A portion of a screen-shot of the F1 pane, of the area where the chords type is selected.  The "Modal" radio-button is selected.
When playing from music, you can't take your eyes off the music to look at the Chords window to see what chord types (attributes) are currently selected, so the momen't you start selecting a new chord, any currently-selected attributes are cleared. That means each chord starts new.

With modal chords, attributes remain selected until you clear them, or select a new chord where your initial choice won't have any attributes selected that require accidentals (notes not in the key-signature).

The Chords window for modal chords looks a little different:

A screen-shot of the chords window, with the 4-key (F-chord) button selected, the plus-key (major chord-type) button selected, the 9-key (seventh chord-attribute) button selected, and the 0-key (Play-Chord) button selected, showing F-major-seventh as the chord being played.
With modal chords, the first choice of chord selected, will be one using only notes of the key-signature. That way, people improvising along with you, only need to improvise using notes of the key-signature (you can override that initial choice, if you choose to, but that may introduce accidentals, making it more difficult for the other musicians).

That means some chords will be major (such as the 1-key, 4-key, and 5-key chords above), some will be minor (such as the 2-key, 3-key, and 6-key chords above), that have a lower-case “m” appended to the chord name, and one will be diminished (the 7-key chord above), which has “dim” appended to the chord name.

Unfortunately, some attributes will require accidentals, no matter what you do, so people improvising with you will have to avoid certain notes if such a chord is used. Those chord types are somewhat unusual, however.

Additional Chord Types/Attributes

Some of the attribute keys have additional chord attributes associated with them. You get those additional attributes by double-tapping the attribute key, which shows the next attribute available to it. Eventually, you come back (after going through all the alternatives) to the original attribute.

Here is a diagram, showing the additional attributes associated with some of the attribute keys:

A screen-shot of the chords window, with annotations showing that the period-key (suspended chord-type), the 8-key (sixth chord-attribute), the slash-key (augmented chord-attribute), and the asterisk-key (ninth chord-attribute) are all keys having multiple-uses.  You double-tap such keys to get the next alternate meaning.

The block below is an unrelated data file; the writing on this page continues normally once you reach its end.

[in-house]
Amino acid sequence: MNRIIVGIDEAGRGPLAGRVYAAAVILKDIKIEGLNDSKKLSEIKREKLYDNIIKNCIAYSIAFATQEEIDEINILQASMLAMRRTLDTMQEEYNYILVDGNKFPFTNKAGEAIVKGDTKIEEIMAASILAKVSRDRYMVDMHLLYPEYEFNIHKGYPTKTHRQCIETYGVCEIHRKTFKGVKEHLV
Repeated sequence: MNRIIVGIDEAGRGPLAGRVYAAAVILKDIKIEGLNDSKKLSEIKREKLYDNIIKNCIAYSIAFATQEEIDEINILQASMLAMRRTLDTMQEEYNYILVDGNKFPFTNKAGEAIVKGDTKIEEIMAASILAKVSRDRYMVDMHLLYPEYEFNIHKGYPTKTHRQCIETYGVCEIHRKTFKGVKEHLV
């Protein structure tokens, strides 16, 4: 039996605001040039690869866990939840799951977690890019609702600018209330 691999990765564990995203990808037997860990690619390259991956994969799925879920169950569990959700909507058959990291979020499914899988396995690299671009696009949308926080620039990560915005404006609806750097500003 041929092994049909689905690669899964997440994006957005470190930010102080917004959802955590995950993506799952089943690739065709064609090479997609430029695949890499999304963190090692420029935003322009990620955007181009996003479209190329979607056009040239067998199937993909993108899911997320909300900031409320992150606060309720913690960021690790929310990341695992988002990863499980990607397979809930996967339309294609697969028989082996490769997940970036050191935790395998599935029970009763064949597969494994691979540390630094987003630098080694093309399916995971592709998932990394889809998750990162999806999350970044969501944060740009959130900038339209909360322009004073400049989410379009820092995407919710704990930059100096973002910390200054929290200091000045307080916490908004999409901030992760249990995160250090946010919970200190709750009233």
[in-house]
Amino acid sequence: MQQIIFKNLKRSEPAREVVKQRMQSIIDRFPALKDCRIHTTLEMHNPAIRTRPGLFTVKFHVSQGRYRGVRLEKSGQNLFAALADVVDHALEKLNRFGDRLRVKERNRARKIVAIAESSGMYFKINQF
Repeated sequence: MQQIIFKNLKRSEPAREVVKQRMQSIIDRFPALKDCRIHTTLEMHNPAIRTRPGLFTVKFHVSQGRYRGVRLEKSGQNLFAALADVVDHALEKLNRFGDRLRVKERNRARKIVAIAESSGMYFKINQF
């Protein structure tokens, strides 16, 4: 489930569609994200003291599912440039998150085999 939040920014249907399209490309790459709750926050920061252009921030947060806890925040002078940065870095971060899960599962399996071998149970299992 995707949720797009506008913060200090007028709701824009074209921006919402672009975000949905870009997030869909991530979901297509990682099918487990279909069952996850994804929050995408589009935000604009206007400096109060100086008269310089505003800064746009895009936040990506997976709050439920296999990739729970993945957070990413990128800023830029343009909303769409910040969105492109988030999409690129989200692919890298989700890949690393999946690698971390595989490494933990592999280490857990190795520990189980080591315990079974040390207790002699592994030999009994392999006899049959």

Other Important Keyboard Keys

The various performance panes can be selected by hitting their associated function key, or other key (in cases where the function key isn't available), as shown in the following keyboard diagram:

Keyboard diagram, with the Escape-Key highlighted in blue, the F1 key highlighted in yellow, and green highlighting on the F2 through F12 function-keys, as well as the Scroll-Lock key, the Pause-Break key, and the Num-Lock key.  The Windows keys, and the Menu-Key (on the bottom row) are highlighted in red.
In the diagram above, the red keys aren't usually available.

Function key F1 selects the “F1 (Help / Setup)” pane.

Function keys F2 through F10, and F12, select the F2 through F10, and F12 performance panes.

If F11 doesn't full-screen the application, then you can use it to select the Drums pane. Otherwise, use the Scroll-Lock key to select the Drums pane.

The Pause/Break key toggles between the Chords window and the Dynamics window.

The Num-Lock key can be used to switch to the Chords pane. If you do that on Windows, you'll have to press it again to re-enable the playing of chords (or dynamics). You can only play chords, or specify dynamics, on the numeric keypad, when numeric-lock is set. On a Mac keyboard, there is no numeric-lock, so you use F13 to switch to the chords pane.

You can change performance panes, even while holding out a chord, and/or melody notes. Changing performance panes can give you a new instrument sound, and/or a new key-signature.

Other important keys are to the left of the numeric keypad, where you can reach them with your chord-hand, as shown below:

A picture of the keys between the numeric keypad and the main section of the keyboard, showing the Insert and Delete keys, the Home and End keys, and the Page-Up and Page-Down keys.
The Insert and Delete keys are used to increase (or decrease) the velocity setting (a way of controlling volume).

The Home key is used to restore the performance pane to its last-saved settings, so if you've been fading out a note (decreasing the volume), hitting the Home key will restore it instantly.

The End key is used to clear all Chord pane selections, and restore any alternate chord attributes to their original attribute.

It's a good idea, after playing a piece, to hit the Home, and End keys, so you don't inherit any settings (such as a faded-out note) from the piece you last played.

The Page-Up key is used for playing a sharp-shift accidental, and the Page-Down key is used for playing a flat-shift accidental, either in the melody, or in the chords. You can reach it with your chord hand.

The Left and Right arrow keys, are used for decreasing or increasing the volume.

The Up and Down arrow keys, are used for increasing or decreasing the assignable control, controlling whatever you have assigned to it, such as modulation.

And finally, if you repeatedly press the Enter key of the main part of the keyboard (not the Enter key of the numeric keypad), while holding out a note, you will produce a 'wah-wah' effect, which can be very useful in some cases, such as when you're playing a Hawaiian Guitar, or imitating Jimi Hendricks!

Good luck. Having read this, you should be on your way. Enjoy!